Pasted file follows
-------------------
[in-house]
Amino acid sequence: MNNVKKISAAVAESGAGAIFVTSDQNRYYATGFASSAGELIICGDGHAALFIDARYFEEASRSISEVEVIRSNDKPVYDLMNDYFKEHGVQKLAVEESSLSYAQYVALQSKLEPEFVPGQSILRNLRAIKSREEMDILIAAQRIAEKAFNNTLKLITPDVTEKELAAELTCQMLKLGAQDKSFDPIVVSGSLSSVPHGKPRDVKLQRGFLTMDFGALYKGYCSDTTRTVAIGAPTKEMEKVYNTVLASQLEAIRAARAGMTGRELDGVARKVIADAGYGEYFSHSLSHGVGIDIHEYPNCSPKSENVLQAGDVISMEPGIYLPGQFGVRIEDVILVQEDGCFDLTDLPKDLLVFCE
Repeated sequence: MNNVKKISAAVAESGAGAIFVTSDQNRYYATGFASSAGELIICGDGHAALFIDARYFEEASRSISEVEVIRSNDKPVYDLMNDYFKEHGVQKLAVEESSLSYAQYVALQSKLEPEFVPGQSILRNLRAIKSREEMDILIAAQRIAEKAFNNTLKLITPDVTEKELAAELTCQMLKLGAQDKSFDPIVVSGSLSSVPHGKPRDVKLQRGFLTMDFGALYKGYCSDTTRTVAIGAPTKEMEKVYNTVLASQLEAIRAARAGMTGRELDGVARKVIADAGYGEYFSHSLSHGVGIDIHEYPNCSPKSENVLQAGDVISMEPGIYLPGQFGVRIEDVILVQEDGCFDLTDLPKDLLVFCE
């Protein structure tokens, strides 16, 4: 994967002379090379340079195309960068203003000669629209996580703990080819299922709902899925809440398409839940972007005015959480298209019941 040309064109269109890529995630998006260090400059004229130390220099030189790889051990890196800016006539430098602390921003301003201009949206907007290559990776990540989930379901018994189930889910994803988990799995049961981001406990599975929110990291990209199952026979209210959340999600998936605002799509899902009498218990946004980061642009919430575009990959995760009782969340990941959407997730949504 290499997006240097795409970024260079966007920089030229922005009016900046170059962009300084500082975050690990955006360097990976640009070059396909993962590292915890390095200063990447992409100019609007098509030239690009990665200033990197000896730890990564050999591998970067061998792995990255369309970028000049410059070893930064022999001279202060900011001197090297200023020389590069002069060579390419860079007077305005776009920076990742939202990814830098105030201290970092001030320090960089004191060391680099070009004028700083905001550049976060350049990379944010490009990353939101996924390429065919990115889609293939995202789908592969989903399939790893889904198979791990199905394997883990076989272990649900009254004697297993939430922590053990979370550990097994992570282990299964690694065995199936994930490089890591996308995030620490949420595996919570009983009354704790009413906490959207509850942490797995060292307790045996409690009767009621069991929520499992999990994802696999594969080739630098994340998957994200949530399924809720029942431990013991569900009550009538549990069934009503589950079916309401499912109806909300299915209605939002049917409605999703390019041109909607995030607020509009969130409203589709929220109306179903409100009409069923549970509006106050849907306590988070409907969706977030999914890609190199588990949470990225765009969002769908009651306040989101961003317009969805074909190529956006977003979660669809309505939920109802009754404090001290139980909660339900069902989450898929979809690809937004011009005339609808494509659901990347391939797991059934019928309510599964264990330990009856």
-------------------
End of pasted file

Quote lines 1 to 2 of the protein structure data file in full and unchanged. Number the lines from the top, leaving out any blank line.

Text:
[in-house]
Amino acid sequence: MNNVKKISAAVAESGAGAIFVTSDQNRYYATGFASSAGELIICGDGHAALFIDARYFEEASRSISEVEVIRSNDKPVYDLMNDYFKEHGVQKLAVEESSLSYAQYVALQSKLEPEFVPGQSILRNLRAIKSREEMDILIAAQRIAEKAFNNTLKLITPDVTEKELAAELTCQMLKLGAQDKSFDPIVVSGSLSSVPHGKPRDVKLQRGFLTMDFGALYKGYCSDTTRTVAIGAPTKEMEKVYNTVLASQLEAIRAARAGMTGRELDGVARKVIADAGYGEYFSHSLSHGVGIDIHEYPNCSPKSENVLQAGDVISMEPGIYLPGQFGVRIEDVILVQEDGCFDLTDLPKDLLVFCE